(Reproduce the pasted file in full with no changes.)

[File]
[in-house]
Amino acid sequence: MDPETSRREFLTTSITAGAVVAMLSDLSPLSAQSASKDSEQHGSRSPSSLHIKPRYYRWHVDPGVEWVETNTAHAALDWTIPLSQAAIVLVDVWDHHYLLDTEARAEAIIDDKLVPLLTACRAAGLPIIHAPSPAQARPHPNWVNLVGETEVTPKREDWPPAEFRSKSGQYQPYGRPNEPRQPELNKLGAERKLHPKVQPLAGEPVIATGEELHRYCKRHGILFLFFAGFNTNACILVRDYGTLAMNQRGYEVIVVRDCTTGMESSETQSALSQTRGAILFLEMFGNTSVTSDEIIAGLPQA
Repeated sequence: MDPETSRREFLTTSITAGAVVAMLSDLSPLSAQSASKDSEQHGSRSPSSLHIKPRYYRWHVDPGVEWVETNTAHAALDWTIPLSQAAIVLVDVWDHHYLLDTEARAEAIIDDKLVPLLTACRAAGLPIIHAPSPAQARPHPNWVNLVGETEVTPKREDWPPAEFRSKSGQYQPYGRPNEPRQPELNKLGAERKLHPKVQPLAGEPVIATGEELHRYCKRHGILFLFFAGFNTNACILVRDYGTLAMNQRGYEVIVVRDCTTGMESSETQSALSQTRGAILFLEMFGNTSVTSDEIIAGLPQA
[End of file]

[in-house]
Amino acid sequence: MDPETSRREFLTTSITAGAVVAMLSDLSPLSAQSASKDSEQHGSRSPSSLHIKPRYYRWHVDPGVEWVETNTAHAALDWTIPLSQAAIVLVDVWDHHYLLDTEARAEAIIDDKLVPLLTACRAAGLPIIHAPSPAQARPHPNWVNLVGETEVTPKREDWPPAEFRSKSGQYQPYGRPNEPRQPELNKLGAERKLHPKVQPLAGEPVIATGEELHRYCKRHGILFLFFAGFNTNACILVRDYGTLAMNQRGYEVIVVRDCTTGMESSETQSALSQTRGAILFLEMFGNTSVTSDEIIAGLPQA
Repeated sequence: MDPETSRREFLTTSITAGAVVAMLSDLSPLSAQSASKDSEQHGSRSPSSLHIKPRYYRWHVDPGVEWVETNTAHAALDWTIPLSQAAIVLVDVWDHHYLLDTEARAEAIIDDKLVPLLTACRAAGLPIIHAPSPAQARPHPNWVNLVGETEVTPKREDWPPAEFRSKSGQYQPYGRPNEPRQPELNKLGAERKLHPKVQPLAGEPVIATGEELHRYCKRHGILFLFFAGFNTNACILVRDYGTLAMNQRGYEVIVVRDCTTGMESSETQSALSQTRGAILFLEMFGNTSVTSDEIIAGLPQA